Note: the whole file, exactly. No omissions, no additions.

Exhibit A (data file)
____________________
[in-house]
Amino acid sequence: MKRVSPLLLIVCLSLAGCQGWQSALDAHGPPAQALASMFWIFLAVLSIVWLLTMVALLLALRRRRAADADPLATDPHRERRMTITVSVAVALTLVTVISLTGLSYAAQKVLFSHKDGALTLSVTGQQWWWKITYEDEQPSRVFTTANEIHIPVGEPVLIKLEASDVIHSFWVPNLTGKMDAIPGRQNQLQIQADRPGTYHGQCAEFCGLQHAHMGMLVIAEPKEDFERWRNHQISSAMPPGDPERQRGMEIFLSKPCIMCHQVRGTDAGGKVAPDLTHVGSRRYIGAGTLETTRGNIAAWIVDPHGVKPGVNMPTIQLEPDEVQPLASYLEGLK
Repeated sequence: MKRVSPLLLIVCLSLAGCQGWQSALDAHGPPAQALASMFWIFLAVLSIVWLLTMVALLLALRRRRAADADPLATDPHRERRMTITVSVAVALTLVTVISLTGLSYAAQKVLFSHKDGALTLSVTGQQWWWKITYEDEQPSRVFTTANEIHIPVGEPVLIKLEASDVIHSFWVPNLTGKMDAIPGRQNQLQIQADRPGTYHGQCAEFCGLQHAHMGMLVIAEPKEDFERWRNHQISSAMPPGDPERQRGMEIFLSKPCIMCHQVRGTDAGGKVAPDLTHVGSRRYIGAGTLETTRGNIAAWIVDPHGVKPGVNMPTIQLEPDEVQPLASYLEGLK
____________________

[in-house]
Amino acid sequence: MKRVSPLLLIVCLSLAGCQGWQSALDAHGPPAQALASMFWIFLAVLSIVWLLTMVALLLALRRRRAADADPLATDPHRERRMTITVSVAVALTLVTVISLTGLSYAAQKVLFSHKDGALTLSVTGQQWWWKITYEDEQPSRVFTTANEIHIPVGEPVLIKLEASDVIHSFWVPNLTGKMDAIPGRQNQLQIQADRPGTYHGQCAEFCGLQHAHMGMLVIAEPKEDFERWRNHQISSAMPPGDPERQRGMEIFLSKPCIMCHQVRGTDAGGKVAPDLTHVGSRRYIGAGTLETTRGNIAAWIVDPHGVKPGVNMPTIQLEPDEVQPLASYLEGLK
Repeated sequence: MKRVSPLLLIVCLSLAGCQGWQSALDAHGPPAQALASMFWIFLAVLSIVWLLTMVALLLALRRRRAADADPLATDPHRERRMTITVSVAVALTLVTVISLTGLSYAAQKVLFSHKDGALTLSVTGQQWWWKITYEDEQPSRVFTTANEIHIPVGEPVLIKLEASDVIHSFWVPNLTGKMDAIPGRQNQLQIQADRPGTYHGQCAEFCGLQHAHMGMLVIAEPKEDFERWRNHQISSAMPPGDPERQRGMEIFLSKPCIMCHQVRGTDAGGKVAPDLTHVGSRRYIGAGTLETTRGNIAAWIVDPHGVKPGVNMPTIQLEPDEVQPLASYLEGLK